Panel Approves Pocket Park Changes – The Oxford Eagle

The Oxford Courthouse Square Preservation Commission this week discussed proposed changes to the city’s future pocket park.

Commissioners and staff reviewed plans for the pocket park at 107 Courthouse Square to consider the building materials and design of the park as part of the streetscape. Proposed and announced in early 2021, the park will offer nearly 7,500 square feet of green space and provide a path from the plaza to the parking lot behind City Hall.

“The original intent of the project was to create a winding, gently sloping path that connected the plaza to the parking lot behind City Hall,” said Special Projects Manager Mark Levy. “We wanted to welcome [Americans with Disabilities Act regulations] without the use of a lot of guardrails.

Six steps were added to the east side where the parking lot meets the property and moved the proposed ADA ramp behind City Hall to allow people with disabilities to access the courthouse through the park.

The concept designs also show a relatively flat area along the trail that will encourage different types of activities.

“We moved the flat area that used to be the stage – we don’t really call it a stage but it could be used as a stage – to the front,” Levy said. According to him, it would serve more as an elevated podium because the size of the “stage” cannot accommodate a large group. “We were asked to do it and it makes sense because if there’s a crowd it could take place in the street.”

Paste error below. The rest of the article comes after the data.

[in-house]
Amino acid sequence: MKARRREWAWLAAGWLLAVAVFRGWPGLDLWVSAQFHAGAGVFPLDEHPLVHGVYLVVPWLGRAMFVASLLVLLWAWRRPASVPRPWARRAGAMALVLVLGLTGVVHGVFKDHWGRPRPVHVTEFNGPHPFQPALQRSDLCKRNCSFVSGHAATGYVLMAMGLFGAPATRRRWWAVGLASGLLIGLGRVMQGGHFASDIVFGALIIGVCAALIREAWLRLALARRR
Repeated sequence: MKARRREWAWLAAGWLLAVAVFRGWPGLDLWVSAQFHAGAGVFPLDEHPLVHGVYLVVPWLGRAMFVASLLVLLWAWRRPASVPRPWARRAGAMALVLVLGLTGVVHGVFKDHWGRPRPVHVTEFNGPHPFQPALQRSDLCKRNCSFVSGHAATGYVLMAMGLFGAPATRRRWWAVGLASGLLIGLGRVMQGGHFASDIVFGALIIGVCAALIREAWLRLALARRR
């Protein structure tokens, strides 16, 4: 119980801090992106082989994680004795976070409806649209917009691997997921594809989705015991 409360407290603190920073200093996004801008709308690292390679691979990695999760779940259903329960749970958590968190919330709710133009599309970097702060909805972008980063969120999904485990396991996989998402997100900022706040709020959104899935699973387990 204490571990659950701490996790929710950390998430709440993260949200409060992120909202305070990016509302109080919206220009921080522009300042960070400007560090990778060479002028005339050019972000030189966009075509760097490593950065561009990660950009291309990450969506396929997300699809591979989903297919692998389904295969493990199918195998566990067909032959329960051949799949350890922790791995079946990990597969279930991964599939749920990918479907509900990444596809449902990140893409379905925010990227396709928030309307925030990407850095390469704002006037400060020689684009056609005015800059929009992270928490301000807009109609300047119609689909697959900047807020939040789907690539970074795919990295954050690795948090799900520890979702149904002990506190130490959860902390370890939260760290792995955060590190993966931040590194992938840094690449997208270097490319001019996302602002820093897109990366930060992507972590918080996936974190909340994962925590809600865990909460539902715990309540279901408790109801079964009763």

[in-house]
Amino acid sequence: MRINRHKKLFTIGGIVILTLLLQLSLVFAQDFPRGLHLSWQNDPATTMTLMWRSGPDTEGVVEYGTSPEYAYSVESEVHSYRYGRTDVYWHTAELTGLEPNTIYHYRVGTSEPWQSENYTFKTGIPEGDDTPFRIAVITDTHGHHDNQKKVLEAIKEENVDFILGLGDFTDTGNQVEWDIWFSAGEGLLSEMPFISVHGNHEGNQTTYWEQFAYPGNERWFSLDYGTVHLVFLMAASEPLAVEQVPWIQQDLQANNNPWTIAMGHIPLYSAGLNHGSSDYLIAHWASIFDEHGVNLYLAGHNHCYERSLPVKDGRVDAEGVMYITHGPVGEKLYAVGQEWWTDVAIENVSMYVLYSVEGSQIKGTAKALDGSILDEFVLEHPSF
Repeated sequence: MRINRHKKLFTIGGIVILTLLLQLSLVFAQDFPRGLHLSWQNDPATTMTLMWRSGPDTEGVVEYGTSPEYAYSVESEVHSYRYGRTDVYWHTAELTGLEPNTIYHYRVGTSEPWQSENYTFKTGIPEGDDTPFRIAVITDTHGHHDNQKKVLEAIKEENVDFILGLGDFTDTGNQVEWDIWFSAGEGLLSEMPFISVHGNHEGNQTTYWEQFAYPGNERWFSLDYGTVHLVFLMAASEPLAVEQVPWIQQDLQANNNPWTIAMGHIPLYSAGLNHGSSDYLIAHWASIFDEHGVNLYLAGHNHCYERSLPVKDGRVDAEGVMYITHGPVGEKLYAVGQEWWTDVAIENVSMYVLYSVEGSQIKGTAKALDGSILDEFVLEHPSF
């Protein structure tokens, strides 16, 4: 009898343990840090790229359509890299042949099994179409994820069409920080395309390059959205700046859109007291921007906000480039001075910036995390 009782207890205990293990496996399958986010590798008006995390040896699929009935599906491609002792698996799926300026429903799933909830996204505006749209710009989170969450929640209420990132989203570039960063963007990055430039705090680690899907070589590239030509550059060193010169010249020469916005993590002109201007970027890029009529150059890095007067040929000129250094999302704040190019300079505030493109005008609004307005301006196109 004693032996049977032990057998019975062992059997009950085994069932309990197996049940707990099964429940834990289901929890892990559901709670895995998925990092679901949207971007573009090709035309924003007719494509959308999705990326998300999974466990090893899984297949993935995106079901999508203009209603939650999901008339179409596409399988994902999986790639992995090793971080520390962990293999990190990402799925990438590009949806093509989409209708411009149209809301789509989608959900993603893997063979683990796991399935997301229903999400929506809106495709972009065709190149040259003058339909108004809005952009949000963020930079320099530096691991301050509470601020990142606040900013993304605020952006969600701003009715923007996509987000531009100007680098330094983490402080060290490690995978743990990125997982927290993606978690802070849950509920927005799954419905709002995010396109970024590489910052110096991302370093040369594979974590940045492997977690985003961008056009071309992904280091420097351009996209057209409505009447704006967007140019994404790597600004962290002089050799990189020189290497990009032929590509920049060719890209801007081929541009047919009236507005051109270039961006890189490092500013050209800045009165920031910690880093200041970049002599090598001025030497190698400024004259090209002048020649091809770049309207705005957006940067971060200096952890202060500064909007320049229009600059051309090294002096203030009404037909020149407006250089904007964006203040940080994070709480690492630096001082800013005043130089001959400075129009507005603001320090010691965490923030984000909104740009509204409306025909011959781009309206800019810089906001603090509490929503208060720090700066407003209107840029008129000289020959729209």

Proposed changes also include walls of seating throughout the park, public Wi-Fi and electrical outlets creating space for residents to work, play or simply enjoy their afternoons.

“Generally speaking, the space will resemble or at least be consistent with the work done on East Jackson last summer,” Levy said in reference to the East Jackson Streetscape project. “We are proud of how it turned out and expect similar results at this park.”

When news of the demolition first broke, community members became concerned about the time capsule placed in the old courtyard. The capsule was planted on July 4, 1976 by a 6th grade class and its opening is scheduled for July 4, 2076.

Levy mentioned during the meeting that the capsule was secured during demolition.

“We were able to salvage the time capsule and the plate that was behind the time capsule over there in the back parking lot,” Levy said. He made no mention of where the capsule was currently stored.

The Courthouse Square Preservation Commission unanimously approved the design changes to the park.

Construction bids will open in a week and a half to two weeks from now, according to Levy. Once the offers have been collected, the staff will appear before the college of aldermen to award an offer. The city expects the park to be completed by September of this year.

Comments are closed.